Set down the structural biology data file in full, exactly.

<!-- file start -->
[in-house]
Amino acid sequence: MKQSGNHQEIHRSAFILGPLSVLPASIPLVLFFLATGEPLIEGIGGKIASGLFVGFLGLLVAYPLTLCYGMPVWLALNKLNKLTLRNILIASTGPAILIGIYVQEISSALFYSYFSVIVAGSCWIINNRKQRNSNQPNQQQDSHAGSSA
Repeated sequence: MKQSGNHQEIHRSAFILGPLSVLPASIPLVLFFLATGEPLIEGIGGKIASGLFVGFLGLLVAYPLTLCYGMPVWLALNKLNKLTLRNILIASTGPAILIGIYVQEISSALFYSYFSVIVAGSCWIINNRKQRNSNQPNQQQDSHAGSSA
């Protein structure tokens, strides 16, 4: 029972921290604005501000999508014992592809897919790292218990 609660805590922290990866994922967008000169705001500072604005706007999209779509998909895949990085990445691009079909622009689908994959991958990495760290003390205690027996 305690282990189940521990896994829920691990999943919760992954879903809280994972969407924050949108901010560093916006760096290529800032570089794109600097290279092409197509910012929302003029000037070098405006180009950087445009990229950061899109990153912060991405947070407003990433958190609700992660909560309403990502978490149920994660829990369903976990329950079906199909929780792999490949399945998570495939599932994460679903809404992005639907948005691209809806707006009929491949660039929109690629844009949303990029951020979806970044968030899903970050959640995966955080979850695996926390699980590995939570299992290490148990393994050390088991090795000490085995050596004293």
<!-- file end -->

[in-house]
Amino acid sequence: MKQSGNHQEIHRSAFILGPLSVLPASIPLVLFFLATGEPLIEGIGGKIASGLFVGFLGLLVAYPLTLCYGMPVWLALNKLNKLTLRNILIASTGPAILIGIYVQEISSALFYSYFSVIVAGSCWIINNRKQRNSNQPNQQQDSHAGSSA
Repeated sequence: MKQSGNHQEIHRSAFILGPLSVLPASIPLVLFFLATGEPLIEGIGGKIASGLFVGFLGLLVAYPLTLCYGMPVWLALNKLNKLTLRNILIASTGPAILIGIYVQEISSALFYSYFSVIVAGSCWIINNRKQRNSNQPNQQQDSHAGSSA
């Protein structure tokens, strides 16, 4: 029972921290604005501000999508014992592809897919790292218990 609660805590922290990866994922967008000169705001500072604005706007999209779509998909895949990085990445691009079909622009689908994959991958990495760290003390205690027996 305690282990189940521990896994829920691990999943919760992954879903809280994972969407924050949108901010560093916006760096290529800032570089794109600097290279092409197509910012929302003029000037070098405006180009950087445009990229950061899109990153912060991405947070407003990433958190609700992660909560309403990502978490149920994660829990369903976990329950079906199909929780792999490949399945998570495939599932994460679903809404992005639907948005691209809806707006009929491949660039929109690629844009949303990029951020979806970044968030899903970050959640995966955080979850695996926390699980590995939570299992290490148990393994050390088991090795000490085995050596004293």